Black People Suffer from Eating Disorders Too
As the United States is ablaze in chaos that has erupted from systemic racial violence, I find myself worried for the mental health of Black men and women because—false stereotypes aside—Black people suffer from eating disorders too.
I want to preface this article with the acknowledgment that I am a White female and, therefore, my experience in this nation is enormously different than individuals of other races. I do not claim to understand the depth of what Black people around this country feel and face on a daily basis, but I do know eating disorders. So as the exhaustion, turmoil, fear, outrage, despair, anxiety, and trauma compounds on Black lives, I want to emphasize that racism also infringes on their mental health. Black people suffer from eating disorders too, and they need equal access to a path toward recovery.
What to Understand About Eating Disorders in Black People
I have stated this in some other blog posts, and I will continue to repeat it—eating disorders are not confined to the young, White, heterosexual, affluent, thin-bodied female community. This narrow lens of eating disorders has been normalized in the media for decades, with films dating back to Superstar: The Karen Carpenter Story in 1987 to even more recent iterations as To the Bone in 2017. Both of these narratives center around a White eating disorder framework which, I believe, can exclude other races from a mainstream portrayal of the illness.
In fact, one case study in 2006 found that clinicians were often less prone to diagnose a Black woman with an eating disorder than her White counterpart. While 44 percent of these surveyed clinicians "identified the White woman's eating behavior as problematic . . . only 17 percent identified the Black women's behavior as problematic."1
This was more than 10 years ago, but I am afraid, both the cultural and medical biases still remain, despite evidence that marginalized races are actually more impacted by eating disorders than the whitewashed archetypes shown on television.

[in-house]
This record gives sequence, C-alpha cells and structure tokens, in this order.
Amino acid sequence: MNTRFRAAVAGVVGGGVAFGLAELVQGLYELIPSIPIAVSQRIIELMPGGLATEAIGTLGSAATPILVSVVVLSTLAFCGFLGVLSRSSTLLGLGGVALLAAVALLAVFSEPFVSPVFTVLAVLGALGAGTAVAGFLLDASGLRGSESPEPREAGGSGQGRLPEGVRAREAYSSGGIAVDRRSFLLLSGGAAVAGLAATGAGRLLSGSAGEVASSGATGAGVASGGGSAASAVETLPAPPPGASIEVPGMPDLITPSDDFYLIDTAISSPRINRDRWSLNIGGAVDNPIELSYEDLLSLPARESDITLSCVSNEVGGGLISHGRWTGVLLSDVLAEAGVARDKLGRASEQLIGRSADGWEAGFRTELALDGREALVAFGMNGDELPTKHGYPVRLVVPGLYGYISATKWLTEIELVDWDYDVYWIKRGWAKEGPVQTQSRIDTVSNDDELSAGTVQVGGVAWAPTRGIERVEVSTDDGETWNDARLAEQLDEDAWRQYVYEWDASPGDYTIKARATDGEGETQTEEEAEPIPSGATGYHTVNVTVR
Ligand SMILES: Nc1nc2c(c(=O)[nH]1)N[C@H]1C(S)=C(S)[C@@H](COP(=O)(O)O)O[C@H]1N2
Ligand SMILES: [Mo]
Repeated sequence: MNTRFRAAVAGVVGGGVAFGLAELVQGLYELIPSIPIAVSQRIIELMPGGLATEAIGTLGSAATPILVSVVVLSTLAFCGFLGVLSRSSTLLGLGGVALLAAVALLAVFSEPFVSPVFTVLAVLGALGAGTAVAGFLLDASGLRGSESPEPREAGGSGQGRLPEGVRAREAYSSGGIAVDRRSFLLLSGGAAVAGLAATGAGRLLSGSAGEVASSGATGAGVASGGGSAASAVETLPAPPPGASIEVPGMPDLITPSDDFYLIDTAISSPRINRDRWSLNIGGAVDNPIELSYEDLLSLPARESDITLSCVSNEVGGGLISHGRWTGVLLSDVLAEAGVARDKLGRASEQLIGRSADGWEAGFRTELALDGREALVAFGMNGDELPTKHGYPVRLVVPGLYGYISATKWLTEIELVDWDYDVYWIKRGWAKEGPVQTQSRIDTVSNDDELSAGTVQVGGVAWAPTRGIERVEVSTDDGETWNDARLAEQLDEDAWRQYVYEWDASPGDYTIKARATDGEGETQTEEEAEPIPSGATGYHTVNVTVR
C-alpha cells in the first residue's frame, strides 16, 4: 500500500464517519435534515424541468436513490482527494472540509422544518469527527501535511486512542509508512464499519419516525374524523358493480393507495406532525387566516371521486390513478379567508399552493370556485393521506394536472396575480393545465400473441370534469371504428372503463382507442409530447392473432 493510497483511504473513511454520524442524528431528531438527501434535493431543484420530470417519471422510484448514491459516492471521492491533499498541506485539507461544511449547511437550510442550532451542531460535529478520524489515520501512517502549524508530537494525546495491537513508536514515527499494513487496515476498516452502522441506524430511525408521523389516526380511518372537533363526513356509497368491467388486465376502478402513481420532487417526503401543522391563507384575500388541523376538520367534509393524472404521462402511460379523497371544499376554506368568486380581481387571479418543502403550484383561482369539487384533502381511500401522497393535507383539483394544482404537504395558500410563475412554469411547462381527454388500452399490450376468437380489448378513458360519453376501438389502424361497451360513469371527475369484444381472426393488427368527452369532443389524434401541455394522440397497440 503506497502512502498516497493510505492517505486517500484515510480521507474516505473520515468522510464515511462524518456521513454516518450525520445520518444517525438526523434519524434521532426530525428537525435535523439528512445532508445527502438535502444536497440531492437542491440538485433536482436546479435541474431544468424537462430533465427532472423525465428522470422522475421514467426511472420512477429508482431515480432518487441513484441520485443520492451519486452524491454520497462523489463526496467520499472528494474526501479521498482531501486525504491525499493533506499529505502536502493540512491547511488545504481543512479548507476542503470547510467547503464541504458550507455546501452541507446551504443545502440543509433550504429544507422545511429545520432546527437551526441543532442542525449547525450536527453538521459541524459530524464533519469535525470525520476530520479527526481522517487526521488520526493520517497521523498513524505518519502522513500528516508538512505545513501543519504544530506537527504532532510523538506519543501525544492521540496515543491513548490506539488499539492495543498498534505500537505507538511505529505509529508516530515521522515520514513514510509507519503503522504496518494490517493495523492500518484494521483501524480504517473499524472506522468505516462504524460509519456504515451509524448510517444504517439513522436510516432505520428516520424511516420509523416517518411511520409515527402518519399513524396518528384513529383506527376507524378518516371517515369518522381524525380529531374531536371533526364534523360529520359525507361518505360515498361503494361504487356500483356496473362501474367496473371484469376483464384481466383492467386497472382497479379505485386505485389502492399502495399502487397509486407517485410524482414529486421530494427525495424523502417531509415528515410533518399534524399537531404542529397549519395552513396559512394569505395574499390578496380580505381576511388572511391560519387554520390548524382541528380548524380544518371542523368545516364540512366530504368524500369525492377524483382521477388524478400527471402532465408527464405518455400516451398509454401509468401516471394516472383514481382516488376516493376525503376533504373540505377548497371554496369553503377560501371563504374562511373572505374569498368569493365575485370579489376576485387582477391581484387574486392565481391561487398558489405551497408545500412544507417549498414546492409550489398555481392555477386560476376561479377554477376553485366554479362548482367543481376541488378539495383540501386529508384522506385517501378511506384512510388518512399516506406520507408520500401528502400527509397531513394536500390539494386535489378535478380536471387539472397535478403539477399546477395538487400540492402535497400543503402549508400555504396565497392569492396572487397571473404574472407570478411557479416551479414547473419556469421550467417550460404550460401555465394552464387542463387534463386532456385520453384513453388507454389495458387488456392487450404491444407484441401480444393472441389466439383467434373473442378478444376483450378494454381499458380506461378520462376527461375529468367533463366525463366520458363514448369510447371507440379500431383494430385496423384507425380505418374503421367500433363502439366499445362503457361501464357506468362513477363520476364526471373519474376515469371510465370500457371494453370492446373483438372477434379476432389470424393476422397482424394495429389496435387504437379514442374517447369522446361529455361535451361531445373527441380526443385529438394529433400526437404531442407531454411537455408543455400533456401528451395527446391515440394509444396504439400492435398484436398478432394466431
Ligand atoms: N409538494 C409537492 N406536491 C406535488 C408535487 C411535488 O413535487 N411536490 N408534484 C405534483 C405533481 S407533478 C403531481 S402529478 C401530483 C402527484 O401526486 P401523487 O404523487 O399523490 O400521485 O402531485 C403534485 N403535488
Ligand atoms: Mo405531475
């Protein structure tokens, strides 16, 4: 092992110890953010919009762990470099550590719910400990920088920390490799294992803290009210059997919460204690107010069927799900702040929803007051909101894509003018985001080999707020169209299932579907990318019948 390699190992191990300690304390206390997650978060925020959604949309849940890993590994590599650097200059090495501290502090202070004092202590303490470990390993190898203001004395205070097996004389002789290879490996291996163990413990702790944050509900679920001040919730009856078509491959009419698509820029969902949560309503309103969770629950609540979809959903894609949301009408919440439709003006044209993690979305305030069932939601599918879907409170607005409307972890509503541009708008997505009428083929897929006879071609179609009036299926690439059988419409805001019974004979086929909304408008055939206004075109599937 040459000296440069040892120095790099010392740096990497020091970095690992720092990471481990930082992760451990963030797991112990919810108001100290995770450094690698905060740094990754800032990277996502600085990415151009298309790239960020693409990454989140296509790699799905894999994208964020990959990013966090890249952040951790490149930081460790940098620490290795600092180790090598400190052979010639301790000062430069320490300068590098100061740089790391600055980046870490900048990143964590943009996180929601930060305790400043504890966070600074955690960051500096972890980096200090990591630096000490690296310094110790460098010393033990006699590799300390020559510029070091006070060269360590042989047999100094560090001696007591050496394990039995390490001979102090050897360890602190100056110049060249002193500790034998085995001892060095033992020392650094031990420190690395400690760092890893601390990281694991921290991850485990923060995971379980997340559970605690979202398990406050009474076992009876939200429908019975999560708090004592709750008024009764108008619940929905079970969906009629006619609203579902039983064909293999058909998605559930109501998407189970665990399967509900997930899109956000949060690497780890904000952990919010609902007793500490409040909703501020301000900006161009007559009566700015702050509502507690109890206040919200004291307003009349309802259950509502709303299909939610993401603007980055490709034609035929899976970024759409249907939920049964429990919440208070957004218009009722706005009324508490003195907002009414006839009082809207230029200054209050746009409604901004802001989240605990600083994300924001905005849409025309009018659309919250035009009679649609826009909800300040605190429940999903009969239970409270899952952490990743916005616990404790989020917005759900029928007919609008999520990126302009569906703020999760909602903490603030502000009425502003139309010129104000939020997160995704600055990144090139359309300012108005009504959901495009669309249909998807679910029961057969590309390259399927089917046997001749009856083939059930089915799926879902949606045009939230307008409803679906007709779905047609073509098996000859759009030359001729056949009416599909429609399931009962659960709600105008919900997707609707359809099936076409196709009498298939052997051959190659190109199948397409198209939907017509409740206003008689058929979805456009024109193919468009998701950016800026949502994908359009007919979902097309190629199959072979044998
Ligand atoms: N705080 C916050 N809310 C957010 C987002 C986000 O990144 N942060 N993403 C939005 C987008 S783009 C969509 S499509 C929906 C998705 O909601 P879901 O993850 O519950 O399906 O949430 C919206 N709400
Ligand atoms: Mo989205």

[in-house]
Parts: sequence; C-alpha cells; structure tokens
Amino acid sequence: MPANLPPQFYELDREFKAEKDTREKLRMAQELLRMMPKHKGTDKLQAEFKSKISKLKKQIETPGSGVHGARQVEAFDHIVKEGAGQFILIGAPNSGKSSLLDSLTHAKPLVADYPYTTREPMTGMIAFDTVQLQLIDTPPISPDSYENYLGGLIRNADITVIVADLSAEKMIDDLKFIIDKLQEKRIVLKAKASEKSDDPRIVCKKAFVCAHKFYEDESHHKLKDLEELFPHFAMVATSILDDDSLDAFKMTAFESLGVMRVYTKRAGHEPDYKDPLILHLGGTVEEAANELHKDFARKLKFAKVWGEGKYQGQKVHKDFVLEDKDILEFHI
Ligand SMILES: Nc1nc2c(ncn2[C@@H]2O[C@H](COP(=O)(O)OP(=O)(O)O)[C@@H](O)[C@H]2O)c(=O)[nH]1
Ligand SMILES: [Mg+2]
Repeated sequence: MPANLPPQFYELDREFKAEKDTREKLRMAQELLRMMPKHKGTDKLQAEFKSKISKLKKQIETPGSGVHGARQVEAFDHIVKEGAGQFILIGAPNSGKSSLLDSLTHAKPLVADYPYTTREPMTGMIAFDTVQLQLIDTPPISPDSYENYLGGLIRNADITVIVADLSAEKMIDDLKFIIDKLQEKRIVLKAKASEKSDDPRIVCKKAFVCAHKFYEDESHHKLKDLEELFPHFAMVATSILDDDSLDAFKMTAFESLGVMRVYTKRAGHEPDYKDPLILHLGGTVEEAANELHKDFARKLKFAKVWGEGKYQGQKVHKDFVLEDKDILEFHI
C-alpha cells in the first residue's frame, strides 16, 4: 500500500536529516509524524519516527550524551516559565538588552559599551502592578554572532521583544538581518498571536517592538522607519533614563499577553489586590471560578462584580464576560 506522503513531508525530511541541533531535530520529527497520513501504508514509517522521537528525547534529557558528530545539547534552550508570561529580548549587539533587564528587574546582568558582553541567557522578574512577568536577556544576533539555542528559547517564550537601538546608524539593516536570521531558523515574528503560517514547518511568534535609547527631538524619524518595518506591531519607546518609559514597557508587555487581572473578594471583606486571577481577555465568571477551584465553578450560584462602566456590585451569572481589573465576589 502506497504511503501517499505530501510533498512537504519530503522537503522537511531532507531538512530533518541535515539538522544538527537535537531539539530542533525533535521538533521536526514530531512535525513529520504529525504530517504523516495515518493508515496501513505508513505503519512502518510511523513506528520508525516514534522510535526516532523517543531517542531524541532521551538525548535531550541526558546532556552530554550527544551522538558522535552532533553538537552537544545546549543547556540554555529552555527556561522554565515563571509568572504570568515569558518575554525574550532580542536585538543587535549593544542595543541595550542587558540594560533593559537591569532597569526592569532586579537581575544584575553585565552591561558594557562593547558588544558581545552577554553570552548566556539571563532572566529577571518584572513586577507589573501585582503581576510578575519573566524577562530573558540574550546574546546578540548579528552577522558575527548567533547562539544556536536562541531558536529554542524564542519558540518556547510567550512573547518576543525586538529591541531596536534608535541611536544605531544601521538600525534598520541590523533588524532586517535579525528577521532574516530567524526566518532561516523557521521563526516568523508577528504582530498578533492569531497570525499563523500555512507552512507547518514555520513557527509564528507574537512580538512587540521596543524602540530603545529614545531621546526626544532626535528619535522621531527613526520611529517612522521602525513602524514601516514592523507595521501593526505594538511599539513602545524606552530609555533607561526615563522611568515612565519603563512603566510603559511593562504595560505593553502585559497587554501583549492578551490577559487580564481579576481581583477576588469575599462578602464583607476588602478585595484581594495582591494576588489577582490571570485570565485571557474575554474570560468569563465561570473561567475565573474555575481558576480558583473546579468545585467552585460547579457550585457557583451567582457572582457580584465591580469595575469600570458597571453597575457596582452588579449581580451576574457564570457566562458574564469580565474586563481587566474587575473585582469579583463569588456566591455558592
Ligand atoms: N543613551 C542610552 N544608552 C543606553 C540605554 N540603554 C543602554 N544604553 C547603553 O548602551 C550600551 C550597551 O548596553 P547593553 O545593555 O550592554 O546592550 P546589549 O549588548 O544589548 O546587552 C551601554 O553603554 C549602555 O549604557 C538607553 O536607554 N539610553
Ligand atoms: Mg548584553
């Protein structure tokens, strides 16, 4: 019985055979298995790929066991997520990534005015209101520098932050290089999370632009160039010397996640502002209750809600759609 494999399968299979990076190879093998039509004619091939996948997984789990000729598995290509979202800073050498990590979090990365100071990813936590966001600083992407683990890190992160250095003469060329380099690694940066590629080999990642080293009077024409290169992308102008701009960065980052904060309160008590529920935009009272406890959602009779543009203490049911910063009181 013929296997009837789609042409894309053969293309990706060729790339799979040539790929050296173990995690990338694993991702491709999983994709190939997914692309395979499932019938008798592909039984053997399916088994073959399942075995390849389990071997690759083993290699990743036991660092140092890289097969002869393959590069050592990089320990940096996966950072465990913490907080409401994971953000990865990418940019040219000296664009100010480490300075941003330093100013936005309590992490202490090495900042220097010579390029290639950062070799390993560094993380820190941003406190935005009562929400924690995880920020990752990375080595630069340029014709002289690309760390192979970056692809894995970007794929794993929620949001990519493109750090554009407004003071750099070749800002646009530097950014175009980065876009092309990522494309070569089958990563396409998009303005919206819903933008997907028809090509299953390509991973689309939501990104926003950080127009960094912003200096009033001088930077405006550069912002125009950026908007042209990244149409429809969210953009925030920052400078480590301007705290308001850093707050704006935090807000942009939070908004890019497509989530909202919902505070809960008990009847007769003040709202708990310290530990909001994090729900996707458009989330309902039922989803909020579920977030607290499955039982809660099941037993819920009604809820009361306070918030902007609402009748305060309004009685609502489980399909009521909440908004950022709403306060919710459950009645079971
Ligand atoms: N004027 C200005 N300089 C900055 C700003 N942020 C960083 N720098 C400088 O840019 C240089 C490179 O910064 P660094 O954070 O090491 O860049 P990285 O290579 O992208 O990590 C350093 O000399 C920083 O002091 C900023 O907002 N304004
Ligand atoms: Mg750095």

For example, Black teenagers are 50 percent more susceptible to bulimia than White teenagers, and this percentage further increases in those who are from low-income families or members of the queer community.2 Even worse, the absence of economic resources, the hurdles of insurance, the stigma of discrimination, and the tendency of healthcare professionals not to diagnose can ostracize Black people from the eating disorder treatment spaces that White people are welcomed into. This is just another insidious form of systemic racism with traumatic consequences. Black people suffer from eating disorders too, but if their mental health is not taken seriously and treated holistically, it could undermine their chances to recover.
Words of Solidarity to the Black People with Eating Disorders
If you are reading this as a Black person who suffers from an eating disorder—or who is in recovery—I hope this message comes across to you as sincere, not disingenuous. On this platform of mental health, I want to communicate that I validate your pain, anger, stress, fear, depression, sorrow, and anxiety. I know the traumas you shoulder are outside my realm of experience or comprehension, but they matter to me. I will continue to demand healthcare reforms until the access to eating disorder treatment is available and equitable for your race, just as it is for mine.
I would encourage you to rest from social media if racially skewed coverage and rhetoric on your newsfeed becomes too overwhelming at times. I recommend the book Not All Black Girls Know How to Eat by Stephanie Covington Armstrong, as well as the podcasts Therapy for Black Girls by Dr. Joy Harden Bradford or Black Mental Matters by Vince Bailey and Makeba Reed-Johnson. The HealthyPlace Eating Disorders Community page also has a wealth of information and hotline numbers to call and referral services to look into.
Be kind, gentle, patient, tender, and loving to yourself—spirit, mind, and body. Please reach out for help because you deserve to heal, and know that I am in this fight to decolonize mental health for as long as it takes.
Schurrer, M. (2020, June 3). Black People Suffer from Eating Disorders Too, HealthyPlace. Retrieved on 2022, January 19 from https://www.healthyplace.com/blogs/survivinged/2020/6/black-people-suffer-from-eating-disorders-too